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What's the nasty surprise for buy-to-let landlords that the government has quietly announced?

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What's the nasty surprise for buy-to-let landlords that the government has quietly announced?
Mollie Millman

Mollie Millman

3 July 2017

Landlords have faced some tough new rules in recent years, and the latest surprise announcement by the government is unlikely to make things easier.

Alongside the Queen’s Speech last week, the government quietly issued background notes that contained an outline of how tenancy deposits would be capped at one month’s rent - something that was not contained in the Queen’s Speech itself.

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The decision to cap tenancy deposits is a fresh blow to landlords as their budgets are already being squeezed more than ever due to buy-to-let changes such as the reduction of tax relief and high stamp duty rates.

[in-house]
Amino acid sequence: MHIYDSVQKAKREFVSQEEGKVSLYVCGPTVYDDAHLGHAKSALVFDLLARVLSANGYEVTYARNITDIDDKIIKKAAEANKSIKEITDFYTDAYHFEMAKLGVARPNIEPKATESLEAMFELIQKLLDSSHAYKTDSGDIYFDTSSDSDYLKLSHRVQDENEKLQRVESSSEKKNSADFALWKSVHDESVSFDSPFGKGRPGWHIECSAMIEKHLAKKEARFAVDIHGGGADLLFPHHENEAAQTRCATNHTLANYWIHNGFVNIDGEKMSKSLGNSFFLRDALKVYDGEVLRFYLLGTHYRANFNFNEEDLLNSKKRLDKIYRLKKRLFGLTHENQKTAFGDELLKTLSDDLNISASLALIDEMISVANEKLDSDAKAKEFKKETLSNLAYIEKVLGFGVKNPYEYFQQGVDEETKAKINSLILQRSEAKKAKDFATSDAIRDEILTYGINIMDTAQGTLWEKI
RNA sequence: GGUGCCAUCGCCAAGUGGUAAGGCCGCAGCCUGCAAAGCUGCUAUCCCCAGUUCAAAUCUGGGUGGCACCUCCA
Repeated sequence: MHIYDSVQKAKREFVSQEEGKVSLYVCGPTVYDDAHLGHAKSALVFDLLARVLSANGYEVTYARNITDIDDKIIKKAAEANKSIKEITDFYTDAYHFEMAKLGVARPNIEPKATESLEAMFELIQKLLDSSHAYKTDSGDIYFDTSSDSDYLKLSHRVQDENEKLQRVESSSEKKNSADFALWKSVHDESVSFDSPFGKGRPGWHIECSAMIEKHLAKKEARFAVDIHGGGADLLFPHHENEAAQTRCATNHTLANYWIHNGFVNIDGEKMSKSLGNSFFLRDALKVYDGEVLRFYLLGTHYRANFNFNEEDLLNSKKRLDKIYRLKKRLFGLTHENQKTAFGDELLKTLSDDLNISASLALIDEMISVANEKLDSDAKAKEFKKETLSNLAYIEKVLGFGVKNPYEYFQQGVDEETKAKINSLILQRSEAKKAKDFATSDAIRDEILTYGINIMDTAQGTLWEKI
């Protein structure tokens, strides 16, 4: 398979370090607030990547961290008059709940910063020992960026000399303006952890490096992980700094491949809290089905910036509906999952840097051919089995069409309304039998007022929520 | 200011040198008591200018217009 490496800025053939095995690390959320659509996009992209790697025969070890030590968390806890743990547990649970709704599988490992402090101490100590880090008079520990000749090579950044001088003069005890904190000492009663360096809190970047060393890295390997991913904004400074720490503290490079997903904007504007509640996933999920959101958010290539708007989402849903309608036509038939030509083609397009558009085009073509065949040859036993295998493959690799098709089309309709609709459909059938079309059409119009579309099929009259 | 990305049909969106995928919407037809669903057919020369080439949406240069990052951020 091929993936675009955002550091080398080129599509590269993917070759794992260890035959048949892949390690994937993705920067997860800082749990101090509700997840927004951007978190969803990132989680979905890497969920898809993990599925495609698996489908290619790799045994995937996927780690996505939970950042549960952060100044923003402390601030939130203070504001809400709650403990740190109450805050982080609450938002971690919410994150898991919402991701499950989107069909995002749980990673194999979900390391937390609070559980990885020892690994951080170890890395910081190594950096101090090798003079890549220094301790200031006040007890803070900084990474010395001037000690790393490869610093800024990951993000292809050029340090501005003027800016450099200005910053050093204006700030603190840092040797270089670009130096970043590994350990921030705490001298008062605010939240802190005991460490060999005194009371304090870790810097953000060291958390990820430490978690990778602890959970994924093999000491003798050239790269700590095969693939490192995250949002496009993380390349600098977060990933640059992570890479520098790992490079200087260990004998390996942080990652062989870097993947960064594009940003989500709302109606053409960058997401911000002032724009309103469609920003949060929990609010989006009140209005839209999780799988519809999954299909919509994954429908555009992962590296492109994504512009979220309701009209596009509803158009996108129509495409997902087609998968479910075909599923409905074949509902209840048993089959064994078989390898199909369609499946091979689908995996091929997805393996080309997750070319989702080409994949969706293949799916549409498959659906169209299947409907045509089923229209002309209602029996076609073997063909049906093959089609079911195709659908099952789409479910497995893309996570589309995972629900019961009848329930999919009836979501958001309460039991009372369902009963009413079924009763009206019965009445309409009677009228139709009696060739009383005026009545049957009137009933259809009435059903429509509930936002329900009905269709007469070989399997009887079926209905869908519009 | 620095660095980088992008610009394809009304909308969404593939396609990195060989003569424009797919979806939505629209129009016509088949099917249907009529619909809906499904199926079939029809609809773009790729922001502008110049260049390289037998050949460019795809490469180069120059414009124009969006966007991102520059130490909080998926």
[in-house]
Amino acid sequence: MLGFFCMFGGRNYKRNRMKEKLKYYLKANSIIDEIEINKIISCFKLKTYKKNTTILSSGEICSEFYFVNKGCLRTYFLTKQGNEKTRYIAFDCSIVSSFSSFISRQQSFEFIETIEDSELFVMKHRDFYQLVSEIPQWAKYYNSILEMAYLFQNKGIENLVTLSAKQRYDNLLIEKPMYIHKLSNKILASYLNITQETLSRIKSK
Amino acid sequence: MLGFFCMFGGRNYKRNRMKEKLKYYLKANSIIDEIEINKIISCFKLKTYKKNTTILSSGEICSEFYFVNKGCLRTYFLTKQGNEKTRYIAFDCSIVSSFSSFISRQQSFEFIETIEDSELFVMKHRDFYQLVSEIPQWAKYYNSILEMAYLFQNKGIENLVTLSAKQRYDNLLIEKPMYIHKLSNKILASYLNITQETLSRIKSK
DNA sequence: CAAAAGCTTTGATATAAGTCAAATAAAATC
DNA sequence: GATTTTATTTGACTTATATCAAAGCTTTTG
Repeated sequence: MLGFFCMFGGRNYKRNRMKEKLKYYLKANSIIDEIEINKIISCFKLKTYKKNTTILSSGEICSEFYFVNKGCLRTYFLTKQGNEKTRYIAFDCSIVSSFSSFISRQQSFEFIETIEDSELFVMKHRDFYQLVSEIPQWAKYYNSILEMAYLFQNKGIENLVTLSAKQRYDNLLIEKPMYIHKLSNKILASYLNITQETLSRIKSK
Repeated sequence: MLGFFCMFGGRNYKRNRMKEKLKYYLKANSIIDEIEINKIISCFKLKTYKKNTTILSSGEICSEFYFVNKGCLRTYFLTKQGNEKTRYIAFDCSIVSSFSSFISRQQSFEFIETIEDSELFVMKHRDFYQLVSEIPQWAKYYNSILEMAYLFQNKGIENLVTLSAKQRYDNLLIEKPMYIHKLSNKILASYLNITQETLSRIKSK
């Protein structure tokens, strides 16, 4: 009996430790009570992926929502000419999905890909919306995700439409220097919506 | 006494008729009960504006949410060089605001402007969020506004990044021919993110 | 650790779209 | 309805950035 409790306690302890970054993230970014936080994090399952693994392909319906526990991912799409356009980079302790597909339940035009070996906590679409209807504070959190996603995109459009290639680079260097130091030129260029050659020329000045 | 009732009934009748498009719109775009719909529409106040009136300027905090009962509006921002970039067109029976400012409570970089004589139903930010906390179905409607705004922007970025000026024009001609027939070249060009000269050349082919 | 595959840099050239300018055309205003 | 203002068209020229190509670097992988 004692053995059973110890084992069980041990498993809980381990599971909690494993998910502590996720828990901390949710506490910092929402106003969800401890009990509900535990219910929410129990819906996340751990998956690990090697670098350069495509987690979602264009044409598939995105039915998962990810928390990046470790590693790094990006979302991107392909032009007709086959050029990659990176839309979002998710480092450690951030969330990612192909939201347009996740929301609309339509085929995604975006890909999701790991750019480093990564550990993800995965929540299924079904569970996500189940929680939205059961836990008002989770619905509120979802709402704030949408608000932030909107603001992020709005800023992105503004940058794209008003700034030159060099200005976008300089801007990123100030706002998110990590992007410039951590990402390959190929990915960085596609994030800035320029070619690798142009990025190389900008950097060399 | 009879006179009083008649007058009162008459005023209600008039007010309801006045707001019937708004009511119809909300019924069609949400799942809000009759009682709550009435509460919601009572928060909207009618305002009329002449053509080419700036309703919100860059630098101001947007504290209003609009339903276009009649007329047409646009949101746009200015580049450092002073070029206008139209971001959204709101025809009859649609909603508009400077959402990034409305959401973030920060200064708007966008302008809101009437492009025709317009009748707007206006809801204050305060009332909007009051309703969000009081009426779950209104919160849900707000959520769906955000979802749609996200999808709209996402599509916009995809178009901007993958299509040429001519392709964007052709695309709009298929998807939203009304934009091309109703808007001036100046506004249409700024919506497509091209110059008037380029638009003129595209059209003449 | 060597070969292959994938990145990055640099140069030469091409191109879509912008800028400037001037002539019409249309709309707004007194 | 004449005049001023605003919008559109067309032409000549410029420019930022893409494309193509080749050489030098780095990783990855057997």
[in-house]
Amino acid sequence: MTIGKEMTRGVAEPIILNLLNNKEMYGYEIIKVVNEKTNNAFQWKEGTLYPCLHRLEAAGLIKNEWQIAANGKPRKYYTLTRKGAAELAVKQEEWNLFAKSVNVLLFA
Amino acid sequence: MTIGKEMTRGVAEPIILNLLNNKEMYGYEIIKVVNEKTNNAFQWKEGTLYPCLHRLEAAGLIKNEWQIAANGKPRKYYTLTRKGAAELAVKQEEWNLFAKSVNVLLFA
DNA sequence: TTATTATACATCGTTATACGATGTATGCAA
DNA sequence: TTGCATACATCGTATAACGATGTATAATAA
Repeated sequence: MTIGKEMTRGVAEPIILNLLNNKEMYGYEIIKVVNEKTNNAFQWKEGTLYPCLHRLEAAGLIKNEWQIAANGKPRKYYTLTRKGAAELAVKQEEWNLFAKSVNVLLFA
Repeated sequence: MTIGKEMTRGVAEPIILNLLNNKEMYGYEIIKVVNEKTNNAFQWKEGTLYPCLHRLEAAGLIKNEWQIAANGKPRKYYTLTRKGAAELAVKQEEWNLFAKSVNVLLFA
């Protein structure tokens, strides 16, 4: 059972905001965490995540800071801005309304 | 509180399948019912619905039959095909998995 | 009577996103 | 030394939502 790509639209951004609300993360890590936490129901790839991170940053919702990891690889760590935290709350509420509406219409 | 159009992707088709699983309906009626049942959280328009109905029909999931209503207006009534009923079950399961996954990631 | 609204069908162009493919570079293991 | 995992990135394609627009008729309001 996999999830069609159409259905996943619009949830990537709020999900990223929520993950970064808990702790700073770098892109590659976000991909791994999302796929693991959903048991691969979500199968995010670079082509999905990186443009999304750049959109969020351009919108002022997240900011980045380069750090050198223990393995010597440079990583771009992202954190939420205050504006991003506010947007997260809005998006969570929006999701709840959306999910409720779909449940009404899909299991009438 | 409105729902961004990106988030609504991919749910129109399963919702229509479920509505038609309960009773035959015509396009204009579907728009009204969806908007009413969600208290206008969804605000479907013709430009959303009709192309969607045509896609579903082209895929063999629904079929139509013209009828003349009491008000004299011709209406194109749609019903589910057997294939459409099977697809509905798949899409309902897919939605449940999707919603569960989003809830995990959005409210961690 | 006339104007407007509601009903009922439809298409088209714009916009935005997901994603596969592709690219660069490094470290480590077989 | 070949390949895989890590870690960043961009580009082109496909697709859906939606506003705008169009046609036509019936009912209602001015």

Are deposits typically above one month’s rent?

Around 40 per cent of deposits are more than one month’s rent, according to the National Landlords Association (NLA).

The association argues that while the new deposit cap will appeal to tenants who are struggling to save for their deposit, it could cause issues for landlords.

They warn that the cap may lead to some tenants seeing the deposit as the last month’s rent, which would leave landlords out of pocket at the end of the tenancy if, for example, the property has been damaged.

The draft Tenants’ Fees Bill

The measure is part of the draft Tenants’ Fees Bill that is being proposed by the government.

The bill also aims to ban landlords and letting agents from requiring tenants to make any payments as a condition of their tenancy, with the exception of:

  • rent
  • a capped refundable security deposit
  • a capped refundable holding deposit
  • tenant default fees

Proposed new Bill is a ‘political gesture’

Richard Lambert, chief executive of the National Landlords Association (NLA) said: “The decision to cap tenancy deposits at no more than one month’s rent smacks of a political gesture from a government desperate to court the voters who supported their opponents at the last General Election.

“Some landlords use a higher deposit to give them the extra confidence they need when letting to higher risk tenants, so this could also have the unintended consequence of deterring them from offering their property to those likely to be struggling with affordability in the first place”.

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